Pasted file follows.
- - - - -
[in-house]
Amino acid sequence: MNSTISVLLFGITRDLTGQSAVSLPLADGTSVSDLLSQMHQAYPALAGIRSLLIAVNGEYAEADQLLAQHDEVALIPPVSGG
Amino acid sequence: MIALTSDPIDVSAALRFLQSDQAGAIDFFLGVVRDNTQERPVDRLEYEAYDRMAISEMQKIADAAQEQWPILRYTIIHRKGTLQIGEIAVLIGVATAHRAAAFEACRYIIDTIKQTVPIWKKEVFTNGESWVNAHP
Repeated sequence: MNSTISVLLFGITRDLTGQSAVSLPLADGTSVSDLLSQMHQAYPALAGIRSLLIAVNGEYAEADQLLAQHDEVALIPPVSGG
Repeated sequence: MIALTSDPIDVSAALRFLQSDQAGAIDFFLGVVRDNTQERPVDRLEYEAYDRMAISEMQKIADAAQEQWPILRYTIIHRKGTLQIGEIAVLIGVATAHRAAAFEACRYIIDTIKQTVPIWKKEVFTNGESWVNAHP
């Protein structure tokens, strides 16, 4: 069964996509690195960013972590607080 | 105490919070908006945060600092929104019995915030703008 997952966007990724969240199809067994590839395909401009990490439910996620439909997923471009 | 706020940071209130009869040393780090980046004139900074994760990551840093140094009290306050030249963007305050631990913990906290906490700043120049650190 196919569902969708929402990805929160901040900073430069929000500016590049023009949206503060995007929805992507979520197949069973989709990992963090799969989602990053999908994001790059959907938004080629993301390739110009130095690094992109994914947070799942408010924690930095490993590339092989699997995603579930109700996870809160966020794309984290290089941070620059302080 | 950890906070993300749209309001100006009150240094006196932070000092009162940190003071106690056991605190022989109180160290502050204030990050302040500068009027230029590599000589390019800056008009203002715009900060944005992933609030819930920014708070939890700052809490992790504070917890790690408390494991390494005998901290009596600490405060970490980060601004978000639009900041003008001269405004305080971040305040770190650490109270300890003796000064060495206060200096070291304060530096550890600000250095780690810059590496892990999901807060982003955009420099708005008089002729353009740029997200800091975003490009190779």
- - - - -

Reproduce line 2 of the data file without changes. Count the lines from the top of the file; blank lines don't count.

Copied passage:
Amino acid sequence: MNSTISVLLFGITRDLTGQSAVSLPLADGTSVSDLLSQMHQAYPALAGIRSLLIAVNGEYAEADQLLAQHDEVALIPPVSGG